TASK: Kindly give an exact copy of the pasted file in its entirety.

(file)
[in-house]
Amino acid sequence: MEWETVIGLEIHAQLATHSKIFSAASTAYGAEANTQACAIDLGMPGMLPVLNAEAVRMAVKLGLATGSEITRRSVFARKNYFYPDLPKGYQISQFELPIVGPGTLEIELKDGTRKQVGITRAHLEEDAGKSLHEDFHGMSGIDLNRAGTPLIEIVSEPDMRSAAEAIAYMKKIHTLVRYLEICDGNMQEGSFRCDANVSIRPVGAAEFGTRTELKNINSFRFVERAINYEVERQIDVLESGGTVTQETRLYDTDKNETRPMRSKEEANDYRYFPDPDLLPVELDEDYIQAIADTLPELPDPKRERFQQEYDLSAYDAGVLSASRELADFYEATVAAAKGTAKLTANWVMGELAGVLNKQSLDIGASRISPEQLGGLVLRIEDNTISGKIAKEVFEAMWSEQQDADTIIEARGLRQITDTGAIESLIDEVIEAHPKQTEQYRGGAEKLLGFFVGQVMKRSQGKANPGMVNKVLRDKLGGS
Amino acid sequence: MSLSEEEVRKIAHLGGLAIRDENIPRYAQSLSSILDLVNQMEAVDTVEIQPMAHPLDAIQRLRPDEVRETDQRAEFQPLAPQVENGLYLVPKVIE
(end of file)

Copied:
[in-house]
Amino acid sequence: MEWETVIGLEIHAQLATHSKIFSAASTAYGAEANTQACAIDLGMPGMLPVLNAEAVRMAVKLGLATGSEITRRSVFARKNYFYPDLPKGYQISQFELPIVGPGTLEIELKDGTRKQVGITRAHLEEDAGKSLHEDFHGMSGIDLNRAGTPLIEIVSEPDMRSAAEAIAYMKKIHTLVRYLEICDGNMQEGSFRCDANVSIRPVGAAEFGTRTELKNINSFRFVERAINYEVERQIDVLESGGTVTQETRLYDTDKNETRPMRSKEEANDYRYFPDPDLLPVELDEDYIQAIADTLPELPDPKRERFQQEYDLSAYDAGVLSASRELADFYEATVAAAKGTAKLTANWVMGELAGVLNKQSLDIGASRISPEQLGGLVLRIEDNTISGKIAKEVFEAMWSEQQDADTIIEARGLRQITDTGAIESLIDEVIEAHPKQTEQYRGGAEKLLGFFVGQVMKRSQGKANPGMVNKVLRDKLGGS
Amino acid sequence: MSLSEEEVRKIAHLGGLAIRDENIPRYAQSLSSILDLVNQMEAVDTVEIQPMAHPLDAIQRLRPDEVRETDQRAEFQPLAPQVENGLYLVPKVIE